"The U.S. Food and Drug Administration announced today that injectable drugs used in total parenteral nutrition (TPN) in critical shortage will be imported into the United States and available to patients this week.
TPN is an intravenous"...
(Generic versions may still be available.)
Cortone Patient Information including If I Miss a Dose
In this Article
- What is cortisone (Cortone)?
- What are the possible side effects of cortisone (Cortone)?
- What is the most important information I should know about cortisone (Cortone)?
- What should I discuss with my healthcare provider before taking cortisone (Cortone)?
- How should I take cortisone (Cortone)?
- What happens if I miss a dose (Cortone)?
- What happens if I overdose (Cortone)?
- What should I avoid while taking cortisone (Cortone)?
- What other drugs will affect cortisone (Cortone)?
- Where can I get more information?
What happens if I miss a dose (Cortone)?
Take the missed dose as soon as you remember. Skip the missed dose if it is almost time for your next scheduled dose. Do not take extra medicine to make up the missed dose.
What happens if I overdose (Cortone)?
Seek emergency medical attention or call the Poison Help line at 1-800-222-1222.
An overdose of cortisone is not expected to produce life threatening symptoms. However, long term use of high steroid doses can lead to symptoms such as thinning skin, easy bruising, changes in the shape or location of body fat (especially in your face, neck, back, and waist), increased acne or facial hair, menstrual problems, impotence, or loss of interest in sex.
What should I avoid while taking cortisone (Cortone)?
Avoid being near people who are sick or have infections. Call your doctor for preventive treatment if you are exposed to chicken pox or measles. These conditions can be serious or even fatal in people who are using a steroid.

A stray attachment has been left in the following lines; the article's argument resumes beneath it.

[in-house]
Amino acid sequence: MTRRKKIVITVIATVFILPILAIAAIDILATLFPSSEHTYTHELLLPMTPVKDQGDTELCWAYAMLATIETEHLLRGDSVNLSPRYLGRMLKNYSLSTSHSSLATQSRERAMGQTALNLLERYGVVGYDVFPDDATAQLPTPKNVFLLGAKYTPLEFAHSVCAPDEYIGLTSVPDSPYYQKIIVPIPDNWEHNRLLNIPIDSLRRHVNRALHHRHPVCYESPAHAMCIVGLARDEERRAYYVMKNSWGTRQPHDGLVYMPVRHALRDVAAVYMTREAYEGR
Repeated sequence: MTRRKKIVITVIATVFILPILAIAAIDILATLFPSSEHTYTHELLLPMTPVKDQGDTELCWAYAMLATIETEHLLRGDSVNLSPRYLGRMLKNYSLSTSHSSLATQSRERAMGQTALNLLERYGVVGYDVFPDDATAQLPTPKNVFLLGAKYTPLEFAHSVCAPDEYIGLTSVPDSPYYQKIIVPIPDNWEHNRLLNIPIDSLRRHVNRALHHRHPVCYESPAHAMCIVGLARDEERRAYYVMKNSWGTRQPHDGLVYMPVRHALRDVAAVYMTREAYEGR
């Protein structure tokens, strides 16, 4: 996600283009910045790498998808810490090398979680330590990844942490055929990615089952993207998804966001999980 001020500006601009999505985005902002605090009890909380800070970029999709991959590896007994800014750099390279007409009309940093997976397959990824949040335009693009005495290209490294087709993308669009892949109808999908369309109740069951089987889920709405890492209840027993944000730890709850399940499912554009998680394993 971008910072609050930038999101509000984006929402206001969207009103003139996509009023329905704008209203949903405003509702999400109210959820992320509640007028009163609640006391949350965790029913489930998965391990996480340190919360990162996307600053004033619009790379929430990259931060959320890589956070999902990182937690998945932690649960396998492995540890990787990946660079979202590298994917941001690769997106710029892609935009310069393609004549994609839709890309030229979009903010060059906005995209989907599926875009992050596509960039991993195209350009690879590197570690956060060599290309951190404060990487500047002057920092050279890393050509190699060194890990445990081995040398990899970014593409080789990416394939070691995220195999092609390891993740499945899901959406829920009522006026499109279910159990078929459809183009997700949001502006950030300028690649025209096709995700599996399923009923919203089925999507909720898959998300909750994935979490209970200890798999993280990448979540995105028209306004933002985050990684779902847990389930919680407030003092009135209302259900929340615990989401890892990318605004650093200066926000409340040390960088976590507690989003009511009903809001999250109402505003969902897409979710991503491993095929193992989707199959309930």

Do not receive a "live" vaccine while using cortisone. The vaccine may not work as well during this time, and may not fully protect you from disease. Live vaccines include measles, mumps, rubella (MMR), Bacillus Calmette-Guérin (BCG), oral polio, rotavirus, smallpox, typhoid, yellow fever, varicella (chickenpox), H1N1 influenza, and nasal flu vaccine.
Avoid drinking alcohol while you are taking cortisone.
What other drugs will affect cortisone (Cortone)?
Many drugs can interact with cortisone. Below is just a partial list. Tell your doctor if you are using:
- aspirin (taken on a daily basis or at high doses);
- a diuretic (water pill);
- a blood thinner such as warfarin (Coumadin, Jantoven);
- cyclosporine (Gengraf, Neoral, Sandimmune);
- insulin or diabetes medications you take by mouth;
- ketoconazole (Nizoral);
- rifampin (Rifadin, Rifater, Rifamate, Rimactane); or
- seizure medications such as phenytoin (Dilantin) or phenobarbital (Luminal, Solfoton).
This list is not complete and there are many other drugs that can interact with cortisone. Tell your doctor about all medications you use. This includes prescription, over-the-counter, vitamin, and herbal products. Do not start a new medication without telling your doctor. Keep a list of all your medicines and show it to any healthcare provider who treats you.
Where can I get more information?
Your pharmacist can provide more information about cortisone.
Remember, keep this and all other medicines out of the reach of children, never share your medicines with others, and use this medication only for the indication prescribed.
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Additional Cortone Information
- Cortone Drug Interactions Center: cortisone oral
- Cortone Side Effects Center
- Cortone Overview including Precautions
- Cortone FDA Approved Prescribing Information including Dosage
Report Problems to the Food and Drug Administration
You are encouraged to report negative side effects of prescription drugs to the FDA. Visit the FDA MedWatch website or call 1-800-FDA-1088.
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